Renault admit race-fixing as Flavio Briatore resigns - Motor Racing - Sport - The Independent

Renault admit race-fixing as Flavio Briatore resigns

Renault says managing director Flavio Briatore and engineering chief executive Pat Symonds are leaving the Formula One team, and that it will not dispute charges that Nelson Piquet Jr. was ordered to crash in a race.

Renault has been summoned to Paris by governing body FIA to answer a charge that Piquet Jr. was told to crash at last year's Singapore Grand Prix to improve teammate Fernando Alonso's chances of victory. The Spaniard won the race.

Renault today said it "will not dispute the recent allegations made by the FIA concerning the 2008 Singapore Grand Prix."

The team added: "It also wishes to state that its managing director, Flavio Briatore, and its executive director of engineering, Pat Symonds, have left the team."



Despite this latest astonishing twist in the 'crashgate' scandal, the extraordinary meeting of the World Motor Sport Council scheduled for Monday at the FIA's headquarters in Paris will still go ahead.

Although Briatore and Symonds have fallen on their sword, and their actions will be taken into account, the WMSC may still impose severe sanctions on the team now they have chosen not to launch a defence.

The FIA charged Renault with "conspiring with its driver, Nelson Piquet Jnr, to cause a deliberate crash at the 2008 Singapore Grand Prix with the aim of causing the deployment of the safety car to the advantage of its other driver, Fernando Alonso".

Alonso went on to take the chequered flag at Formula One's first night race, his first victory for two years, and at a time when Renault were considering quitting the sport.

The French manufacturer will almost certainly plead for clemency from the FIA as they will claim the actions of two men should not affect the employment of nearly 700 other staff within the team.

The FIA have the power to exclude Renault from the championship, although it is anticipated such a strict penalty will not be administered.













The welter of evidence against Briatore and Symonds was damning in the wake of Piquet Jnr providing the FIA's investigation team with two statements detailing what transpired in Singapore.

The 24-year-old claimed that, in a meeting with Briatore and Symonds a few hours before the race, he was told to crash his car, and, in a further discussion with the latter, at what point on the circuit.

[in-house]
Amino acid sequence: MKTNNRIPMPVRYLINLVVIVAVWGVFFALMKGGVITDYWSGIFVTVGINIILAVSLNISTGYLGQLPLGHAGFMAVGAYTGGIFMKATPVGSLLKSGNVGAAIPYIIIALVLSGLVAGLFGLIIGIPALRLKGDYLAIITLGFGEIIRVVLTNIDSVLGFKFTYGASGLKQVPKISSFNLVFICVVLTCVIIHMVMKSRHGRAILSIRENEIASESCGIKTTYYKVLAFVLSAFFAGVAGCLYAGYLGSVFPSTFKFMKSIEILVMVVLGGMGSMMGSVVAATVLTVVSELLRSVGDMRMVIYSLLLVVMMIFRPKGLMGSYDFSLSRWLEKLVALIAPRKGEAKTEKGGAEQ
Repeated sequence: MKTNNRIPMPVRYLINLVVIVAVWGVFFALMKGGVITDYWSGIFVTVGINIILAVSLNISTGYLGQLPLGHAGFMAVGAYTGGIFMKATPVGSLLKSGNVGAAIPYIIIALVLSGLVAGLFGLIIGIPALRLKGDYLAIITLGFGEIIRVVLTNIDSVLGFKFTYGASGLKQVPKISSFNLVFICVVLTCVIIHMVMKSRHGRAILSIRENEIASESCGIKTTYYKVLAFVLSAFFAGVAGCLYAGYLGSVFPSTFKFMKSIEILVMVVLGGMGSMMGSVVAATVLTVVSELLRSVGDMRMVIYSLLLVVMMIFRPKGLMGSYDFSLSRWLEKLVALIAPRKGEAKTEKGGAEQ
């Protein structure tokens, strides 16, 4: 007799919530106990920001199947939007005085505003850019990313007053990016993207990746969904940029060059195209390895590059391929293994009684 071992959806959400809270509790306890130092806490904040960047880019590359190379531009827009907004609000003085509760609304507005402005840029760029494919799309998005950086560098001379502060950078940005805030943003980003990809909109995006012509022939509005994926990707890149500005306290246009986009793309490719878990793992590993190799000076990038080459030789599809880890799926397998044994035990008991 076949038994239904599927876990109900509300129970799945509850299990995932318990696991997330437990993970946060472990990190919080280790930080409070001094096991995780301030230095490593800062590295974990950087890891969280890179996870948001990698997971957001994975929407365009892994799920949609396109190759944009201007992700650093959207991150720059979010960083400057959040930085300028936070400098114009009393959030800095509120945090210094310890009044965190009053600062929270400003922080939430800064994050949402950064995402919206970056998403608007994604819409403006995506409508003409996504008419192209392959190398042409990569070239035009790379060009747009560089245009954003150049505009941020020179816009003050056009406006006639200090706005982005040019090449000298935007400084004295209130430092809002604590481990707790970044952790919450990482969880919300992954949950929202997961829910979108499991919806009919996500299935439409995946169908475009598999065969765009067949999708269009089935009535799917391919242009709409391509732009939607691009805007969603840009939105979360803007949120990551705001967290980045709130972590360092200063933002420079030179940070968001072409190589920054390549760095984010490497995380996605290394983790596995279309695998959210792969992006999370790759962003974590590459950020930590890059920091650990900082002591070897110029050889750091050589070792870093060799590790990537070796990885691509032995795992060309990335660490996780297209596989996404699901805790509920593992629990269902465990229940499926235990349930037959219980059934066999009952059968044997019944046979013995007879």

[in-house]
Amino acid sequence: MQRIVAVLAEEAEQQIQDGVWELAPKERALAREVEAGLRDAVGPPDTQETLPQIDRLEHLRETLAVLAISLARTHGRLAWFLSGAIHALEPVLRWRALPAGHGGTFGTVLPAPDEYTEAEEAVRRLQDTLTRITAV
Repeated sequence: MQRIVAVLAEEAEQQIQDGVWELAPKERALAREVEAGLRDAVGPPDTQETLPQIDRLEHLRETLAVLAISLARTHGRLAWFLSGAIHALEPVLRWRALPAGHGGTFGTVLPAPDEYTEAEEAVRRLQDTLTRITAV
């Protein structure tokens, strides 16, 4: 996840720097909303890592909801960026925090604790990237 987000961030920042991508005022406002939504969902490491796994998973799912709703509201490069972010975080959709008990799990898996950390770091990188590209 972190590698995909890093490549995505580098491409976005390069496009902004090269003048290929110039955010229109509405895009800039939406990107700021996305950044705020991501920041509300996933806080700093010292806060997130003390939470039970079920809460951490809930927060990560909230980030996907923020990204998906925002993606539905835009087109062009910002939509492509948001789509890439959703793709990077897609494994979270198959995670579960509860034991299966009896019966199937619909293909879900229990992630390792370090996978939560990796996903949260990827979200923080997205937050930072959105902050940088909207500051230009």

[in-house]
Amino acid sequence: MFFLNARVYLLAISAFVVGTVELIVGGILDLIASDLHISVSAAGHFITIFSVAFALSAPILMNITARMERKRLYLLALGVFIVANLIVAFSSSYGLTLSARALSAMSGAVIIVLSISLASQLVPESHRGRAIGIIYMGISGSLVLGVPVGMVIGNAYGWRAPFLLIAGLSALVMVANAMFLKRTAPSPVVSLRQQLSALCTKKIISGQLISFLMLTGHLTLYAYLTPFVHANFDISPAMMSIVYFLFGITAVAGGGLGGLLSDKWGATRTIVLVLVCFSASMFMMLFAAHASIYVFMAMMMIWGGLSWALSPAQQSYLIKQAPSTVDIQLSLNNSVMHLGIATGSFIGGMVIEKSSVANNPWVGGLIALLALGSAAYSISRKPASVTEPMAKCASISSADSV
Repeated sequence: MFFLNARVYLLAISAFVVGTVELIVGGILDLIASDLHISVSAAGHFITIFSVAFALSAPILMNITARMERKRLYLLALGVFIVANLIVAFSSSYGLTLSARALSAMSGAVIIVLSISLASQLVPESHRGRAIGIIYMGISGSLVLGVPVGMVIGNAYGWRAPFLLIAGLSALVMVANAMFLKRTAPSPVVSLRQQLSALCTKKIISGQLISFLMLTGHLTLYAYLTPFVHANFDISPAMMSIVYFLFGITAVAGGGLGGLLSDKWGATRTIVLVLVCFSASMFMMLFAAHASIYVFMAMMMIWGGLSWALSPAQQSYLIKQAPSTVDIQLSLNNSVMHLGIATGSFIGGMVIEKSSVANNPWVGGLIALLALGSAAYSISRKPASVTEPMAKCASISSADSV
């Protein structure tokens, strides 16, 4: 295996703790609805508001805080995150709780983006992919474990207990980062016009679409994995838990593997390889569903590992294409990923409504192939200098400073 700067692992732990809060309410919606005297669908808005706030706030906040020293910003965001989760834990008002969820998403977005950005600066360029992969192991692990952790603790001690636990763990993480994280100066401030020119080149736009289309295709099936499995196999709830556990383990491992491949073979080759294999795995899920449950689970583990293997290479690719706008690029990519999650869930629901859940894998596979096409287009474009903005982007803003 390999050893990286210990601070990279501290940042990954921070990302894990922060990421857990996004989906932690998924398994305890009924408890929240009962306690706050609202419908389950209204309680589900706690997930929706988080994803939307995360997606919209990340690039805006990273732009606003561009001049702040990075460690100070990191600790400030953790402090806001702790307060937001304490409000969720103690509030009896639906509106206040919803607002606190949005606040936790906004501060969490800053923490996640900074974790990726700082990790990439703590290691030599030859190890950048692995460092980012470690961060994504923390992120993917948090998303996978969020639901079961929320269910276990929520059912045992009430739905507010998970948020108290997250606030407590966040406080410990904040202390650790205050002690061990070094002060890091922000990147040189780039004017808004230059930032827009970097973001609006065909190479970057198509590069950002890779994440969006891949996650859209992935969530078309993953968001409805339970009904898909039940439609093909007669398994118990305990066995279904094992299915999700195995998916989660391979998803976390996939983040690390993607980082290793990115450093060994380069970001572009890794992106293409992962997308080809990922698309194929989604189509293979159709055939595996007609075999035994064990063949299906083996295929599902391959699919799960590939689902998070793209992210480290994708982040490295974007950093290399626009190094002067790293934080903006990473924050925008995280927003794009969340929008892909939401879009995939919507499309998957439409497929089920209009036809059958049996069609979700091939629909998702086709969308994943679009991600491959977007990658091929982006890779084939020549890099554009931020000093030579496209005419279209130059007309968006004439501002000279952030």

Piquet Jnr, fearing for his future with the team, followed through with the order on lap 14, and at turn 17 of the Singapore track, a point where no crane was on hand, so forcing the intervention of the safety car.

As Alonso had pitted two laps earlier, the safety car period played into the double world champion's hands, allowing him to claim the victory.

Although suspicions were roused at the time, the matter did not start to surface until just over a fortnight ago at the Belgian Grand Prix.

The claim is Nelson Piquet Snr, in the wake of his son being axed by Renault after the Hungarian Grand Prix at the end of July, informed the FIA of what unfolded.

The FIA's investigations led them to offer Piquet Jnr immunity against prosecution in return for his testimony.

Telemetry data was especially significant as it showed Piquet Jnr accelerating into the crash, rather than braking as a driver would ordinarily do.

It is understood the FIA also offered Symonds immunity; however, it is now clear he declined, opting instead to follow Briatore out of the exit door.

Briatore's departure brings to an end the career of one of the sport's most colourful characters.

The flamboyant 58-year-old Italian started out at Benetton in 1988, overseeing Michael Schumacher's world title triumphs in 1994 and 1995, again in the role of managing director.

In 2005 and 2006, as team principal at Renault, Briatore helped the French manufacturer and Alonso become world champions.

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